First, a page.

Help Wanted at the White House: Please Apply


The White House is contemplating simply not filling some positions that require Senate confirmation after struggling to fill hundreds of top agency jobs that remain open.

Nearly a year after President Donald Trump was sworn into office, the number of nominations sent to the Senate has lagged far behind recent administrations.

DJT(Photo by Alex Wong/Getty Images)

Of 624 top administration positions requiring Senate confirmation, 250 positions have no nominee, according to a tracker maintained by the Partnership for Public Service.

These positions include deputy and assistant secretaries, chief financial officers, general counsel, heads of agencies, ambassadors and other leadership positions in government. The tracker does not include judicial nominees.

Through Dec. 14, the Trump administration had 259 of its nominees confirmed and 212 are awaiting confirmation, the tracker shows.

At the same point in the first year of the Obama administration, 418 nominees had been confirmed and another 194 were awaiting confirmation, it shows.

“Look, we've been focused on filling positions as quickly as possible,” said White House press secretary Sarah Sanders in response to a question about the slow pace of nominations.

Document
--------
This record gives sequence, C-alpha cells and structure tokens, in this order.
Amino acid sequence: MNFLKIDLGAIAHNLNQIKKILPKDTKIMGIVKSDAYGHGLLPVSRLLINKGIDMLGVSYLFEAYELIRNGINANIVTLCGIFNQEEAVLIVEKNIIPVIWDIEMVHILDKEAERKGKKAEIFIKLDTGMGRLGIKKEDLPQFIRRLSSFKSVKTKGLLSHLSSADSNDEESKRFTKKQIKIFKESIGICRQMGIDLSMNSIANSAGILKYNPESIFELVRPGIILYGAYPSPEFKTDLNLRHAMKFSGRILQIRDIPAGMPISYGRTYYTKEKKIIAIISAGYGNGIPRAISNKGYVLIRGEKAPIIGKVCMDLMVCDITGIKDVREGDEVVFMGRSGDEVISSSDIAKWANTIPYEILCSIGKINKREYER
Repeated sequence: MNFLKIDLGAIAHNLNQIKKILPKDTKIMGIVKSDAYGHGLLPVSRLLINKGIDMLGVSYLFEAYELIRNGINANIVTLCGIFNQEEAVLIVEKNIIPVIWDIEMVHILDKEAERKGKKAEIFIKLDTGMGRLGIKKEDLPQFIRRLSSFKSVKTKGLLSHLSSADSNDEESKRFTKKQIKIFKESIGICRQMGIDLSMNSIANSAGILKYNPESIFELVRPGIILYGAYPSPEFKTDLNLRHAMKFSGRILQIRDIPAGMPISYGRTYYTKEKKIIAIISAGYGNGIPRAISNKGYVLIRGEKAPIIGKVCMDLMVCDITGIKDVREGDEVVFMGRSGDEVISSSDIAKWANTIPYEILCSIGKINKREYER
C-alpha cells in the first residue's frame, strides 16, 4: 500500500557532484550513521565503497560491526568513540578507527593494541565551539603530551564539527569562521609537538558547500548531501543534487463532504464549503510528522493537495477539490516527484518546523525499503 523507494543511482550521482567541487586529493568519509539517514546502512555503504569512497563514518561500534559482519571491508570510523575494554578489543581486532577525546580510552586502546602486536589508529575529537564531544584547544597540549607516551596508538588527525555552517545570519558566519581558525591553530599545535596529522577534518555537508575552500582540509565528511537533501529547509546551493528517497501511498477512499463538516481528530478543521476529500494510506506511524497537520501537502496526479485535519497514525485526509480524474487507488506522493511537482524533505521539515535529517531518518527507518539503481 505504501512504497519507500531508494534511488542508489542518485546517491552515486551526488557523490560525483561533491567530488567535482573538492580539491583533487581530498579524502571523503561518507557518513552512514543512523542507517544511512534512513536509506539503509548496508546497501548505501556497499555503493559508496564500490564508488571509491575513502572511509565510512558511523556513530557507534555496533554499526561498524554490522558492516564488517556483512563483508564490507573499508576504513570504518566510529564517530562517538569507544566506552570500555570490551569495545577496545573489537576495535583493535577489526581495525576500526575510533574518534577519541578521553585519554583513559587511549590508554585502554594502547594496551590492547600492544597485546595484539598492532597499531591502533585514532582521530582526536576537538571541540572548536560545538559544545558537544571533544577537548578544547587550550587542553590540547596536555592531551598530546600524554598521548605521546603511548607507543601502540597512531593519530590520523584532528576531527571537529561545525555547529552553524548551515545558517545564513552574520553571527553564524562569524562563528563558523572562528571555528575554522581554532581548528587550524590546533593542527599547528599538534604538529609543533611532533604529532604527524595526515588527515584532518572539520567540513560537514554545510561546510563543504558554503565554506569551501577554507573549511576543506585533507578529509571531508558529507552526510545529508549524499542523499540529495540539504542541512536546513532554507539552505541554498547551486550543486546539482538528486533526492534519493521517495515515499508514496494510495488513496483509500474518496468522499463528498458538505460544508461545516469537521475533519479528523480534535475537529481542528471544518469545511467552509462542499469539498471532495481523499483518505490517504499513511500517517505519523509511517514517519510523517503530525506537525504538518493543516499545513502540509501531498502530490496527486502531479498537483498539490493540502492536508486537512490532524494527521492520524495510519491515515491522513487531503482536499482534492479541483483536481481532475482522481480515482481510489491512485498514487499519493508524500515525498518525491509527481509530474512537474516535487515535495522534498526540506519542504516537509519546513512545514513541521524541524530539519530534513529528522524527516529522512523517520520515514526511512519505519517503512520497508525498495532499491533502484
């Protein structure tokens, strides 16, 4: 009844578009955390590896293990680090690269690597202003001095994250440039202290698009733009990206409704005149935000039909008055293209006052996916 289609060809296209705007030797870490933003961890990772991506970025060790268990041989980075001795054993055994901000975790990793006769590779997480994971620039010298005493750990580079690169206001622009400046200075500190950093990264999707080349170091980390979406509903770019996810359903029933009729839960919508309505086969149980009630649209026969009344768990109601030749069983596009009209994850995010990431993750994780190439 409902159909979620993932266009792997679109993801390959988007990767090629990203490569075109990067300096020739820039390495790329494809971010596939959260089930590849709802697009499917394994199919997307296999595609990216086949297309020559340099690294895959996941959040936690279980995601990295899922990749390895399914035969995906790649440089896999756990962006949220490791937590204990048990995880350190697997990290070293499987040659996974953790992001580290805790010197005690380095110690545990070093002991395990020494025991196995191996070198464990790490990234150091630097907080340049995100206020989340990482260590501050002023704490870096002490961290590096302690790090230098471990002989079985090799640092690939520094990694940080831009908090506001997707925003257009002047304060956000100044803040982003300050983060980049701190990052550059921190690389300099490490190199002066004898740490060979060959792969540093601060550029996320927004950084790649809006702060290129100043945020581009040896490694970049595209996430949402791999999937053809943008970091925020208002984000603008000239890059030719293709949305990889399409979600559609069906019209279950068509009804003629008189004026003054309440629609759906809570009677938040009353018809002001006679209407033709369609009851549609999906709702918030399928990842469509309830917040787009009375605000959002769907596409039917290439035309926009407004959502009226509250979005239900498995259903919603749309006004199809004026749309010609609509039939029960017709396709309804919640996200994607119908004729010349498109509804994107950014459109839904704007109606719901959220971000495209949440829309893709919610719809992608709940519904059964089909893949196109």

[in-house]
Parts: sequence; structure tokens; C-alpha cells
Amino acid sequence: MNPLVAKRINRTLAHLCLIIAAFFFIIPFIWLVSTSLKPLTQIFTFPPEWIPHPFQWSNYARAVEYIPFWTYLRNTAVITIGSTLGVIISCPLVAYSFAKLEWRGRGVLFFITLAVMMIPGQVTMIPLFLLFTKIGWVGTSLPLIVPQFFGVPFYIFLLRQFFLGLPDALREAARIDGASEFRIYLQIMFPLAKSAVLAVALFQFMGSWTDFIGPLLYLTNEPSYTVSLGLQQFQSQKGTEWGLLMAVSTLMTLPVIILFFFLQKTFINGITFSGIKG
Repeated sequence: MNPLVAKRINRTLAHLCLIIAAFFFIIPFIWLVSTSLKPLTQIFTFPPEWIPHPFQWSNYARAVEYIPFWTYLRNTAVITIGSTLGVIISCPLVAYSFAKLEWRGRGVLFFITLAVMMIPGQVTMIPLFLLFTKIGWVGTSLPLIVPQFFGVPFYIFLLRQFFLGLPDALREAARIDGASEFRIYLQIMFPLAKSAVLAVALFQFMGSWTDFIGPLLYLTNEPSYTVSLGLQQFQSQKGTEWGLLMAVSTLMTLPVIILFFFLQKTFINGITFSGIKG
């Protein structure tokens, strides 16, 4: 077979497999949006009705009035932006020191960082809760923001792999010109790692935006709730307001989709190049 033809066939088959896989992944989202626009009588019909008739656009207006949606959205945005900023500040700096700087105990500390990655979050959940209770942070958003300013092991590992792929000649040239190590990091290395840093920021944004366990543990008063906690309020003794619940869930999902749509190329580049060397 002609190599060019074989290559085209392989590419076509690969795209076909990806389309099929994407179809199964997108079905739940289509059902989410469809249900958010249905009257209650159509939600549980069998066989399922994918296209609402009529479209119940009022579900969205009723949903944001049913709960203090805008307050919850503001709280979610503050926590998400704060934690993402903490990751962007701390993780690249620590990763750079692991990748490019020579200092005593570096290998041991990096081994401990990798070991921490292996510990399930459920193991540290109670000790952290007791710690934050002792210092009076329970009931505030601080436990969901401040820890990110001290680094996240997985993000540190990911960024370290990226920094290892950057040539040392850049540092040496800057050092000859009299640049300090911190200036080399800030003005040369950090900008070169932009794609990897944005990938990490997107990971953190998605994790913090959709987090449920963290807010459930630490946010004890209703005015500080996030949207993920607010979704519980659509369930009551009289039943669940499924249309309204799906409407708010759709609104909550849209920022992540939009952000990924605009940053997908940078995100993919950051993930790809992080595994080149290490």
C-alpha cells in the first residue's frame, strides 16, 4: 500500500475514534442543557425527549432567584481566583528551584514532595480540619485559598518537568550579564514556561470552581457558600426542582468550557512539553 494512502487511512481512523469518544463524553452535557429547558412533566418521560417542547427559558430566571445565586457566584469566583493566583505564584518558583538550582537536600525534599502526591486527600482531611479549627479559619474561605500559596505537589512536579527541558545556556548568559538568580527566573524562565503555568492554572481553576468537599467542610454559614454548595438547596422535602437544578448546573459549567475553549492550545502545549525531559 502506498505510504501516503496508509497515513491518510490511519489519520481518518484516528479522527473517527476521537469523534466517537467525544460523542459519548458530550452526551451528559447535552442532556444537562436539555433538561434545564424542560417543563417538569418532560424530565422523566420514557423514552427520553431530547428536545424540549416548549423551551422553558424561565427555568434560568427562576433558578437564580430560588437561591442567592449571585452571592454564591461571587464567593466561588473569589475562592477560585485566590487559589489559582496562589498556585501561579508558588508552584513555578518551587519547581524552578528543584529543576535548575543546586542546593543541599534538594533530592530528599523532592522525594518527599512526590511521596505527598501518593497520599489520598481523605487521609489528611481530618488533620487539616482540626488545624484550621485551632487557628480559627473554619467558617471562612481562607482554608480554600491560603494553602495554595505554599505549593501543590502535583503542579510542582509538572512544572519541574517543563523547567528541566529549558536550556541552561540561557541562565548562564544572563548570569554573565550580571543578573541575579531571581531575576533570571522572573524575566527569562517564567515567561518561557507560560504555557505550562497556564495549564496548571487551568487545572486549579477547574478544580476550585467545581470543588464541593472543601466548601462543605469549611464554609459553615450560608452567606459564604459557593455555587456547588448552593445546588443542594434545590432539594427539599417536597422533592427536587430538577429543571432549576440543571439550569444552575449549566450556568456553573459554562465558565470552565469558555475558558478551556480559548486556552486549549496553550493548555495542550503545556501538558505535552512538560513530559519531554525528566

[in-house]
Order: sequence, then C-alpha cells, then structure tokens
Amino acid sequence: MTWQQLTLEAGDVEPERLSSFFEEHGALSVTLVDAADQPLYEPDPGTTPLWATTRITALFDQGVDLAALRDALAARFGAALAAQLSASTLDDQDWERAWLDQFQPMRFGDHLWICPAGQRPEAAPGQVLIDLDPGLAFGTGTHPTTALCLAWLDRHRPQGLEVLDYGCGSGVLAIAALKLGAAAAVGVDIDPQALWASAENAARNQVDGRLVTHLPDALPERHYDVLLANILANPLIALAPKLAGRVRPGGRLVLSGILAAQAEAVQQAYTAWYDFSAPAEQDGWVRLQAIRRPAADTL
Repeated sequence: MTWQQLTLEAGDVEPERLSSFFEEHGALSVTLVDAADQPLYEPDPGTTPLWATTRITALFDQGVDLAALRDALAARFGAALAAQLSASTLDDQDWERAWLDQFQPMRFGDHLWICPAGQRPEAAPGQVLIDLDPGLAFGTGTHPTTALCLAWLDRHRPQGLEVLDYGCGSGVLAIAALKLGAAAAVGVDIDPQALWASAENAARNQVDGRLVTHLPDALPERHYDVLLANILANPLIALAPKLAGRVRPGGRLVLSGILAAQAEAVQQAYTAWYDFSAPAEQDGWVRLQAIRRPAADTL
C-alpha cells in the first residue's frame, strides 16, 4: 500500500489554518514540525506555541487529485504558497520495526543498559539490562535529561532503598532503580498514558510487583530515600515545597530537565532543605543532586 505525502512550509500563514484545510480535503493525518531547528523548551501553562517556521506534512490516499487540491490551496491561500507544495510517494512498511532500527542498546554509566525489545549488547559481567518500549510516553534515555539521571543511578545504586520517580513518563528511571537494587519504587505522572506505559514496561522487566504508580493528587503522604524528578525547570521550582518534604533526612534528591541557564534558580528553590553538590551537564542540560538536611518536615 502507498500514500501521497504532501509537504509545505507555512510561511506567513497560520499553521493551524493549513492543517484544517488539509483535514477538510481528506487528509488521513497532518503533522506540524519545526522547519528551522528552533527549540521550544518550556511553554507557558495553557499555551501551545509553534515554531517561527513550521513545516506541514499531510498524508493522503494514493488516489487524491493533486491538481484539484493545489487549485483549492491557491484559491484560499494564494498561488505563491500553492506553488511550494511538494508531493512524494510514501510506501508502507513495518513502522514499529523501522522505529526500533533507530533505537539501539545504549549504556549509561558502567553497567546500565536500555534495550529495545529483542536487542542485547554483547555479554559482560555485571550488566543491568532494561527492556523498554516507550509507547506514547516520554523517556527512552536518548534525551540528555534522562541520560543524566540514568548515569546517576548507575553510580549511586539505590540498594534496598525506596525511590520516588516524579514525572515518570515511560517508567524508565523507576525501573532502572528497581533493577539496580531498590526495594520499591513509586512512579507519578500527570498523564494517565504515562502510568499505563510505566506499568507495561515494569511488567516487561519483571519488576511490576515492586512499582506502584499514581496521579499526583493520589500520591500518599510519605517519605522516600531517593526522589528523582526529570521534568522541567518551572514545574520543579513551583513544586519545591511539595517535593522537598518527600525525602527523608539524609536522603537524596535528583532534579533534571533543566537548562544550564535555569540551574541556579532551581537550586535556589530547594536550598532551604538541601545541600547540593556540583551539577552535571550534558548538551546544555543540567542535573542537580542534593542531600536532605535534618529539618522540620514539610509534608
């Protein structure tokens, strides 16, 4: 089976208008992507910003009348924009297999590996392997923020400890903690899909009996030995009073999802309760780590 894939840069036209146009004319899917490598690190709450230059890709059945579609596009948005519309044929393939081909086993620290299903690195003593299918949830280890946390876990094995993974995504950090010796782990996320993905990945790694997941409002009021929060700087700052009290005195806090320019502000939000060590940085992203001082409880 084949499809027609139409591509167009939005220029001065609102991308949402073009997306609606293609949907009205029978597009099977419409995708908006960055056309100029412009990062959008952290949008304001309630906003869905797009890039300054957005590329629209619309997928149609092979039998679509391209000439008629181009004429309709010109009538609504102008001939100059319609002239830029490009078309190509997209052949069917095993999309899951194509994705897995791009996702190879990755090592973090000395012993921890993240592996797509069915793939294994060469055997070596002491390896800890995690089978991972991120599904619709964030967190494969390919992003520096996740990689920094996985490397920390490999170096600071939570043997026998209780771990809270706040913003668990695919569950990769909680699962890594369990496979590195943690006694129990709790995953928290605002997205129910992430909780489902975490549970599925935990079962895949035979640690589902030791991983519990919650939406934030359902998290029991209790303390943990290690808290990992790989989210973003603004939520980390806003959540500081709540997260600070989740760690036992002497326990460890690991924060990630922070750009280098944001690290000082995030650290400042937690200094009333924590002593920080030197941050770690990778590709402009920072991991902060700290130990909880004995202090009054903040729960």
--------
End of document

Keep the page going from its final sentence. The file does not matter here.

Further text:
“But at the same time, the president has said before he doesn't think that every single position in the government needs to be filled,” Sanders said. “He's going to cut back on some of those positions.”

Among the 250 positions for which there is no nominee are undersecretary at the Department of Education, administrator of the Drug Enforcement Administration, deputy secretary at the Department of the Treasury, and administrator of the Office of Federal Procurement Policy.

Sanders’s remarks come the same week a third judicial nominee was withdrawn from consideration after a botched appearance before the Senate Judiciary Committee.

Still, the president's judicial selection process has led to a “historic pace” of confirmations, including 12 circuit court judges and a Supreme Court justice, Sanders said.

“Every administration has individuals that don't go all the way through the process,” Sanders said. “We've had 60 [judicial] nominees and only three that haven't gone through this process,” she said.

Looking at Cabinet and agency nominations, a total of 14 have failed so far in the Trump administration, according to the tracker from the Partnership for Public Service.